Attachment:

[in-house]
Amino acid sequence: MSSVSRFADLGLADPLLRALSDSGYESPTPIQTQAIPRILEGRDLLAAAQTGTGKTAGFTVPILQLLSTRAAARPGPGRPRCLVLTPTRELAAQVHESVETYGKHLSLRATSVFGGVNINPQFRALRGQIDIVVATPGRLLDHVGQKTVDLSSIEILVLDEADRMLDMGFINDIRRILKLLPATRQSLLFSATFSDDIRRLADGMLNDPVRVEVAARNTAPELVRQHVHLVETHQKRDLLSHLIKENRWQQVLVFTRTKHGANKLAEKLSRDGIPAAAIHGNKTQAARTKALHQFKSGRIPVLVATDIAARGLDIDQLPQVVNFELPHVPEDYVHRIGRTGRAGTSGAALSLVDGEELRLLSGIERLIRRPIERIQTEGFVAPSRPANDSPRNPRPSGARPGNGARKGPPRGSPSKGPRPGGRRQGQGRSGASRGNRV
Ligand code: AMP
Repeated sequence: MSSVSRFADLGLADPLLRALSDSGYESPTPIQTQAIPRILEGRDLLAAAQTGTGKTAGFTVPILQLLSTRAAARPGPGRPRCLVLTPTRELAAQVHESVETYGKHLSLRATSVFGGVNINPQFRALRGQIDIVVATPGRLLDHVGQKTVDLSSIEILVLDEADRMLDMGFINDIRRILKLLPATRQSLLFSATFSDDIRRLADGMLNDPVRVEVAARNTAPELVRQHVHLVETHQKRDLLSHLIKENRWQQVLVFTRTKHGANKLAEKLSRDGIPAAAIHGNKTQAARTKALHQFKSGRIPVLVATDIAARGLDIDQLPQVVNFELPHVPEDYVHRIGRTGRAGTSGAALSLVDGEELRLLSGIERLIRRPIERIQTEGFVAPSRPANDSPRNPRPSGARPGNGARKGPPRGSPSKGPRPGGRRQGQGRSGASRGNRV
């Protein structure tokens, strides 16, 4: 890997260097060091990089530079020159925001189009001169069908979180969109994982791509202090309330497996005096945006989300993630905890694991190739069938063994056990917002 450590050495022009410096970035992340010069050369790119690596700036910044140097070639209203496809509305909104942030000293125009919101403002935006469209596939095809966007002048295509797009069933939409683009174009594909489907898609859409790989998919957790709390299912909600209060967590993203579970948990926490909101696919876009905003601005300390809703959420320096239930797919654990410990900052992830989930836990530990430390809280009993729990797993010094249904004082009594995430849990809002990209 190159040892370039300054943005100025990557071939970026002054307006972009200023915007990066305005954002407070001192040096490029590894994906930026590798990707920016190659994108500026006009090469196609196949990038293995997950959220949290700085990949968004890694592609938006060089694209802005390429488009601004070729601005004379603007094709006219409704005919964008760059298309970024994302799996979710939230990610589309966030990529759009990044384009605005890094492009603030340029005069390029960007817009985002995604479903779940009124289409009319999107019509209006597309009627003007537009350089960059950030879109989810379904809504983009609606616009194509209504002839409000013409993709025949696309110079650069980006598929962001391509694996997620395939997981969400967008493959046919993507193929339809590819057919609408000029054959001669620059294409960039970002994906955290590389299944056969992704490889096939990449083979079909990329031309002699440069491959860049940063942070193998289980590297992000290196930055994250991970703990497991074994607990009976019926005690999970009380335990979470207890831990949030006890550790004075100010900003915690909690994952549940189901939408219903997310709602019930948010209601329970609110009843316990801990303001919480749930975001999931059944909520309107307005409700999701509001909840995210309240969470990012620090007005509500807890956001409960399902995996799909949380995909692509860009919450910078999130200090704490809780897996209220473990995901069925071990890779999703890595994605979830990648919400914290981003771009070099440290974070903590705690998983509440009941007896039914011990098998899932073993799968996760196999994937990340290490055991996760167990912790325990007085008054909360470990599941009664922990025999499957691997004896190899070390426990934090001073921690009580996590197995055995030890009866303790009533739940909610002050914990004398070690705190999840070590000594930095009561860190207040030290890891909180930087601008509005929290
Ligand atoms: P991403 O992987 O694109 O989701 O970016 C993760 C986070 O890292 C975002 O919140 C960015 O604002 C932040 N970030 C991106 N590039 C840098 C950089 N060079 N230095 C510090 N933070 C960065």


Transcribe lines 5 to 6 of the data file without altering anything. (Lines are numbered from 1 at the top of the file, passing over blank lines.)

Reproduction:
């Protein structure tokens, strides 16, 4: 890997260097060091990089530079020159925001189009001169069908979180969109994982791509202090309330497996005096945006989300993630905890694991190739069938063994056990917002 450590050495022009410096970035992340010069050369790119690596700036910044140097070639209203496809509305909104942030000293125009919101403002935006469209596939095809966007002048295509797009069933939409683009174009594909489907898609859409790989998919957790709390299912909600209060967590993203579970948990926490909101696919876009905003601005300390809703959420320096239930797919654990410990900052992830989930836990530990430390809280009993729990797993010094249904004082009594995430849990809002990209 190159040892370039300054943005100025990557071939970026002054307006972009200023915007990066305005954002407070001192040096490029590894994906930026590798990707920016190659994108500026006009090469196609196949990038293995997950959220949290700085990949968004890694592609938006060089694209802005390429488009601004070729601005004379603007094709006219409704005919964008760059298309970024994302799996979710939230990610589309966030990529759009990044384009605005890094492009603030340029005069390029960007817009985002995604479903779940009124289409009319999107019509209006597309009627003007537009350089960059950030879109989810379904809504983009609606616009194509209504002839409000013409993709025949696309110079650069980006598929962001391509694996997620395939997981969400967008493959046919993507193929339809590819057919609408000029054959001669620059294409960039970002994906955290590389299944056969992704490889096939990449083979079909990329031309002699440069491959860049940063942070193998289980590297992000290196930055994250991970703990497991074994607990009976019926005690999970009380335990979470207890831990949030006890550790004075100010900003915690909690994952549940189901939408219903997310709602019930948010209601329970609110009843316990801990303001919480749930975001999931059944909520309107307005409700999701509001909840995210309240969470990012620090007005509500807890956001409960399902995996799909949380995909692509860009919450910078999130200090704490809780897996209220473990995901069925071990890779999703890595994605979830990648919400914290981003771009070099440290974070903590705690998983509440009941007896039914011990098998899932073993799968996760196999994937990340290490055991996760167990912790325990007085008054909360470990599941009664922990025999499957691997004896190899070390426990934090001073921690009580996590197995055995030890009866303790009533739940909610002050914990004398070690705190999840070590000594930095009561860190207040030290890891909180930087601008509005929290
Ligand atoms: P991403 O992987 O694109 O989701 O970016 C993760 C986070 O890292 C975002 O919140 C960015 O604002 C932040 N970030 C991106 N590039 C840098 C950089 N060079 N230095 C510090 N933070 C960065």